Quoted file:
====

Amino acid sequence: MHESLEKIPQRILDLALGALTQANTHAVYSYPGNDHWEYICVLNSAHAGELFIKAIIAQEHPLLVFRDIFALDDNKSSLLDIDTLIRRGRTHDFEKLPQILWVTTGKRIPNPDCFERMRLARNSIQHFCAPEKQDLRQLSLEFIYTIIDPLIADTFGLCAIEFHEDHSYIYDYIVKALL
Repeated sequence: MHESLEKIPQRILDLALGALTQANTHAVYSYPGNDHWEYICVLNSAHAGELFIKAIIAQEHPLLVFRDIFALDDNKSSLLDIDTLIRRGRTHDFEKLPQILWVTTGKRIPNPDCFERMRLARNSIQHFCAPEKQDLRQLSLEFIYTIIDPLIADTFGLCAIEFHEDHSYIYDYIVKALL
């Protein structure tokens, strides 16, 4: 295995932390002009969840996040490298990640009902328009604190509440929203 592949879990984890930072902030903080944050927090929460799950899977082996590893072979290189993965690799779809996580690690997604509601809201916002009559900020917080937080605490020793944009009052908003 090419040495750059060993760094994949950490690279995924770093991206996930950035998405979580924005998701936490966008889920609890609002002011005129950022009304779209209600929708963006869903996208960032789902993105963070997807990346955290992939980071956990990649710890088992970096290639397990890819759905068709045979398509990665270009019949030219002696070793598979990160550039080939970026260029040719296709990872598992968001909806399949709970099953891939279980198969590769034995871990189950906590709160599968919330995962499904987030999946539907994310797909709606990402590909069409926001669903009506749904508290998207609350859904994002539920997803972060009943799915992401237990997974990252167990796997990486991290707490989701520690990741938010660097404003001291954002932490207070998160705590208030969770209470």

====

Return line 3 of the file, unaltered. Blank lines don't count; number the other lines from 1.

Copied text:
């Protein structure tokens, strides 16, 4: 295995932390002009969840996040490298990640009902328009604190509440929203 592949879990984890930072902030903080944050927090929460799950899977082996590893072979290189993965690799779809996580690690997604509601809201916002009559900020917080937080605490020793944009009052908003 090419040495750059060993760094994949950490690279995924770093991206996930950035998405979580924005998701936490966008889920609890609002002011005129950022009304779209209600929708963006869903996208960032789902993105963070997807990346955290992939980071956990990649710890088992970096290639397990890819759905068709045979398509990665270009019949030219002696070793598979990160550039080939970026260029040719296709990872598992968001909806399949709970099953891939279980198969590769034995871990189950906590709160599968919330995962499904987030999946539907994310797909709606990402590909069409926001669903009506749904508290998207609350859904994002539920997803972060009943799915992401237990997974990252167990796997990486991290707490989701520690990741938010660097404003001291954002932490207070998160705590208030969770209470």